By distributing new coins via mining, miners are motivated because they can compete to gain a more competitive ranking in the coin ownership. If the PoW is cpu-only as Bitcoin was when half of its coins were mined, can potentially get the entire population excited about mining.

How can PoS attain similar marketing and adoption?

ASIC resistant coins like Protoshares for example just end up with people running server farms of hyperthreaded multicore CPUs.  In the end you end up with the same problem though perhaps not as stark.
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February 15, 2014, 12:09:55 AM
 #104

By distributing new coins via mining, miners are motivated because they can compete to gain a more competitive ranking in the coin ownership. If the PoW is cpu-only as Bitcoin was when half of its coins were mined, can potentially get the entire population excited about mining.

How can PoS attain similar marketing and adoption?

ASIC resistant coins like Protoshares for example just end up with people running server farms of hyperthreaded multicore CPUs.  In the end you end up with the same problem though perhaps not as stark.

I don't agree that Protoshares is ASIC resistant. It is compute bound and thus it can be implemented to run more efficiently on an ASIC. The cpu-only PoW can not be compute bound (and that is yet another hint of my secrets).

But your point isn't that Protoshares will remain cpu-only, rather you are claiming that while a coin can be mined with a cpu (ASICs not yet developed for it), then server farms will dominate the mining.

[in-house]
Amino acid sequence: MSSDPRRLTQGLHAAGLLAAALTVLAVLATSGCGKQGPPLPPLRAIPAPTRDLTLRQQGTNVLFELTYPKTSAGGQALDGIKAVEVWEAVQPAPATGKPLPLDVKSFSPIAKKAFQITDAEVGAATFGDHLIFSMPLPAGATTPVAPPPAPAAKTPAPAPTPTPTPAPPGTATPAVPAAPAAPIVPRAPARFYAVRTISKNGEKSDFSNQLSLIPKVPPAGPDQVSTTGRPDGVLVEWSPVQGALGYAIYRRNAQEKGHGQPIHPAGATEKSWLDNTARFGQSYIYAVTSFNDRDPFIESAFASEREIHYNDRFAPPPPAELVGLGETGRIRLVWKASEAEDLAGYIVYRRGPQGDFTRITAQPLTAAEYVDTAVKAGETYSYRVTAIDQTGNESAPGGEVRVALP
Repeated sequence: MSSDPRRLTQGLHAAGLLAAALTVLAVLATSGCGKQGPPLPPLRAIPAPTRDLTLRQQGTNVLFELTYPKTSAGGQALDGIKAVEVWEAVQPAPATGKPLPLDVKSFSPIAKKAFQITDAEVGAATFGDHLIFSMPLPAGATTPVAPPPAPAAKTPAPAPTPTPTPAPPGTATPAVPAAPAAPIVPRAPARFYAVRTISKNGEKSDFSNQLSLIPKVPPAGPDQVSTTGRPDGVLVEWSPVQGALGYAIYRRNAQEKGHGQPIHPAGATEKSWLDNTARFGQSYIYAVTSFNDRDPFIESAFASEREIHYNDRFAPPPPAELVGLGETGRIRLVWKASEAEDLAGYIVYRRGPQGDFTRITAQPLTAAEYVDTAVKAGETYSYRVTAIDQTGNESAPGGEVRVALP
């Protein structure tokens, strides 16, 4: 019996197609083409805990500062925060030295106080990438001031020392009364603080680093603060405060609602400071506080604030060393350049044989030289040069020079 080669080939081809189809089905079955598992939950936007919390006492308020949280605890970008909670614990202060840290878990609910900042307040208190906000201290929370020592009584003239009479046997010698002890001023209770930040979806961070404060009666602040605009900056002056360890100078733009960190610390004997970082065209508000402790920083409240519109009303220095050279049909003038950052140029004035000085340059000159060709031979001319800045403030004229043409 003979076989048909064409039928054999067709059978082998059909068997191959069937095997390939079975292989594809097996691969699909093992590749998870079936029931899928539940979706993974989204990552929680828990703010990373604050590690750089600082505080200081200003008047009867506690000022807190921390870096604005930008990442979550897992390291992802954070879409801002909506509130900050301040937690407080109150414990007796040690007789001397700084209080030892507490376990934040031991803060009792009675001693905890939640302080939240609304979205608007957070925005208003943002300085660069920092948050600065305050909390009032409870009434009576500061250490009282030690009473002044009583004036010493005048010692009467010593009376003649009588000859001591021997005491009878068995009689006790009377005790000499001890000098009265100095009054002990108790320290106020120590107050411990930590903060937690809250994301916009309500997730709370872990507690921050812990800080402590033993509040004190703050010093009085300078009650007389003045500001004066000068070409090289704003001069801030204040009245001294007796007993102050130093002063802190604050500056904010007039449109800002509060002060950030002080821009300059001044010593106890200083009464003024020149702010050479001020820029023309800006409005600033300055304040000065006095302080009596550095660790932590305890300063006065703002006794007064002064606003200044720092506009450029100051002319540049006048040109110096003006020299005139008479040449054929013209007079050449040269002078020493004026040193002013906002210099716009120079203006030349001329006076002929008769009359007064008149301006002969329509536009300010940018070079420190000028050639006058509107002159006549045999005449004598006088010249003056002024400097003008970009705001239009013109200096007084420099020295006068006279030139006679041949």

I have a solid logic as to why I don't agree.

For the moment the masses are not interested in mining Protoshares because a) it isn't popular enough yet, b) the mining client isn't something Grandma could download and operate, c) Protoshares development was funded by the Chinese so they were ready from way before release to mine it with server farms.

Once the masses are mining they will mine at a loss, because their electricity costs will exceed the value of the coin. They won't care, because the coin value is rising, they won't notice the change to their electric bill, and the virgin anonymous coin is intrinsically worth more (even if sells for same price) than a coin obtained via an exchange. I think it has been established that the cost of mining determines the price of the coin, so this will push the price of the coin higher and higher much faster than Bitcoin (because the hardware is already owned, i.e. the value of all the PCs in the world gets moved into the marketcap of the cpu-only altcoin).

Thus server farms won't be profitable. Perhaps only micro-hydropower stream driven mining will be profitable. This was really a major epiphany when it hit me, I said "A ha!, this is it!".


With cpu-only mining, I envision that economies-of-scale with huge rigs located in cooled data centers will earn less ROI than carting some PCs to a stream and running microhydropower, because I estimate the by-far lowest cost energy (micro-hydropower) will outweigh the very minimal cost-scaling advantages of a tower of PCs. Thus I see the (small, reasonable, annual rate of new coins or Freicoin's demurrage) redistribution of wealth going to the smaller guys with the most initiative, who are driving new technologies for harvesting renewable energy, i.e. the antithesis of waste.

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February 15, 2014, 01:40:52 AM
 #105

Name new altcoin Digitoin, Masscoin, PCcoin, Silicoin, Ubiqoin, or Unigit ...?

Requesting your vote.
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February 15, 2014, 02:26:56 AM
 #106

Broken fungibility could destroy Bitcoin, as Bitcoin would not longer have just one price.